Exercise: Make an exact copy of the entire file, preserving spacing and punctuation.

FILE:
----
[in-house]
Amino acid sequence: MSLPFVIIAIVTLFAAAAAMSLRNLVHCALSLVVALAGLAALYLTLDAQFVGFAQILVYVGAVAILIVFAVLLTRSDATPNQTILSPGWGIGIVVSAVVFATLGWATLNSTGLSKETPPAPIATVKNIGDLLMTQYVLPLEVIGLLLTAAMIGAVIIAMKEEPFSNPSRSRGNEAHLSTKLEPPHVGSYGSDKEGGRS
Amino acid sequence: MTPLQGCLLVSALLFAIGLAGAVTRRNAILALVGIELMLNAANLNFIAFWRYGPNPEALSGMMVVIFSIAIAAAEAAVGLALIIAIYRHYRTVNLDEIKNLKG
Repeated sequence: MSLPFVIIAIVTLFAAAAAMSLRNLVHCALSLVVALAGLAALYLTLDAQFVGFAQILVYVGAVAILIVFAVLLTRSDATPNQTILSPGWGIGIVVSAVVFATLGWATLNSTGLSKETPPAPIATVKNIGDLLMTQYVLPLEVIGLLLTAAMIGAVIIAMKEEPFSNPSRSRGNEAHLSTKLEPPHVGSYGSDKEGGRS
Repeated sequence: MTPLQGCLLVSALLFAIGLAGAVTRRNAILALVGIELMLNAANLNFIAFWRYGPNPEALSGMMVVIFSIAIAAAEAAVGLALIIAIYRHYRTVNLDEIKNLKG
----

[in-house]
Amino acid sequence: MSLPFVIIAIVTLFAAAAAMSLRNLVHCALSLVVALAGLAALYLTLDAQFVGFAQILVYVGAVAILIVFAVLLTRSDATPNQTILSPGWGIGIVVSAVVFATLGWATLNSTGLSKETPPAPIATVKNIGDLLMTQYVLPLEVIGLLLTAAMIGAVIIAMKEEPFSNPSRSRGNEAHLSTKLEPPHVGSYGSDKEGGRS
Amino acid sequence: MTPLQGCLLVSALLFAIGLAGAVTRRNAILALVGIELMLNAANLNFIAFWRYGPNPEALSGMMVVIFSIAIAAAEAAVGLALIIAIYRHYRTVNLDEIKNLKG
Repeated sequence: MSLPFVIIAIVTLFAAAAAMSLRNLVHCALSLVVALAGLAALYLTLDAQFVGFAQILVYVGAVAILIVFAVLLTRSDATPNQTILSPGWGIGIVVSAVVFATLGWATLNSTGLSKETPPAPIATVKNIGDLLMTQYVLPLEVIGLLLTAAMIGAVIIAMKEEPFSNPSRSRGNEAHLSTKLEPPHVGSYGSDKEGGRS
Repeated sequence: MTPLQGCLLVSALLFAIGLAGAVTRRNAILALVGIELMLNAANLNFIAFWRYGPNPEALSGMMVVIFSIAIAAAEAAVGLALIIAIYRHYRTVNLDEIKNLKG